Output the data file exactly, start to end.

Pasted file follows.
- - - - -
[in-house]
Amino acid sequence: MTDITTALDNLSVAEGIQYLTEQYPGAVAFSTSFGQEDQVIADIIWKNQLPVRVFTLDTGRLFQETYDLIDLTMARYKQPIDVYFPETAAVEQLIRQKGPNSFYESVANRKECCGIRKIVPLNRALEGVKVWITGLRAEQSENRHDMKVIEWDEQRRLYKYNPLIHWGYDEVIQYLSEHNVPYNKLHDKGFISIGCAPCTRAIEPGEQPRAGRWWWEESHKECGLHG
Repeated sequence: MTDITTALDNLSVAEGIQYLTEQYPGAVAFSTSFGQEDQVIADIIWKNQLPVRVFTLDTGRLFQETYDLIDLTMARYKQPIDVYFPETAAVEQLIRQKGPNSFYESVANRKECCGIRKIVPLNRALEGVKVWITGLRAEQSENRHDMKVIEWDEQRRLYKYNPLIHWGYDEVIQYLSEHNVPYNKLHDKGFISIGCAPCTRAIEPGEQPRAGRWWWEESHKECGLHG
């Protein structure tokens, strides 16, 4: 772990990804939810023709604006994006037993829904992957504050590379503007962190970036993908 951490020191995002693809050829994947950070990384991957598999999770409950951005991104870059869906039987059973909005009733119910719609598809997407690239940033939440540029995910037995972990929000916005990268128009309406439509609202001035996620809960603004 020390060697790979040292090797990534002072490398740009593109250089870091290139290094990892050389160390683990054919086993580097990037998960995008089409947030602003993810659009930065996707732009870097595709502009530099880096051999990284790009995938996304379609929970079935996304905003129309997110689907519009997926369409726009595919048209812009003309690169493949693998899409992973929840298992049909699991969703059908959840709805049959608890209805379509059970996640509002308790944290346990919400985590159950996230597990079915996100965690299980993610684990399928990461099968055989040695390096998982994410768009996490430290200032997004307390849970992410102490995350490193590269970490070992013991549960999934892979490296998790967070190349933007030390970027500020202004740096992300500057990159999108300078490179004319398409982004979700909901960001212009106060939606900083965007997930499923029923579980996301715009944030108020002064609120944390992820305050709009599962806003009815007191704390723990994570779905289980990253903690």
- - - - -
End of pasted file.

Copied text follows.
[in-house]
Amino acid sequence: MTDITTALDNLSVAEGIQYLTEQYPGAVAFSTSFGQEDQVIADIIWKNQLPVRVFTLDTGRLFQETYDLIDLTMARYKQPIDVYFPETAAVEQLIRQKGPNSFYESVANRKECCGIRKIVPLNRALEGVKVWITGLRAEQSENRHDMKVIEWDEQRRLYKYNPLIHWGYDEVIQYLSEHNVPYNKLHDKGFISIGCAPCTRAIEPGEQPRAGRWWWEESHKECGLHG
Repeated sequence: MTDITTALDNLSVAEGIQYLTEQYPGAVAFSTSFGQEDQVIADIIWKNQLPVRVFTLDTGRLFQETYDLIDLTMARYKQPIDVYFPETAAVEQLIRQKGPNSFYESVANRKECCGIRKIVPLNRALEGVKVWITGLRAEQSENRHDMKVIEWDEQRRLYKYNPLIHWGYDEVIQYLSEHNVPYNKLHDKGFISIGCAPCTRAIEPGEQPRAGRWWWEESHKECGLHG
């Protein structure tokens, strides 16, 4: 772990990804939810023709604006994006037993829904992957504050590379503007962190970036993908 951490020191995002693809050829994947950070990384991957598999999770409950951005991104870059869906039987059973909005009733119910719609598809997407690239940033939440540029995910037995972990929000916005990268128009309406439509609202001035996620809960603004 020390060697790979040292090797990534002072490398740009593109250089870091290139290094990892050389160390683990054919086993580097990037998960995008089409947030602003993810659009930065996707732009870097595709502009530099880096051999990284790009995938996304379609929970079935996304905003129309997110689907519009997926369409726009595919048209812009003309690169493949693998899409992973929840298992049909699991969703059908959840709805049959608890209805379509059970996640509002308790944290346990919400985590159950996230597990079915996100965690299980993610684990399928990461099968055989040695390096998982994410768009996490430290200032997004307390849970992410102490995350490193590269970490070992013991549960999934892979490296998790967070190349933007030390970027500020202004740096992300500057990159999108300078490179004319398409982004979700909901960001212009106060939606900083965007997930499923029923579980996301715009944030108020002064609120944390992820305050709009599962806003009815007191704390723990994570779905289980990253903690």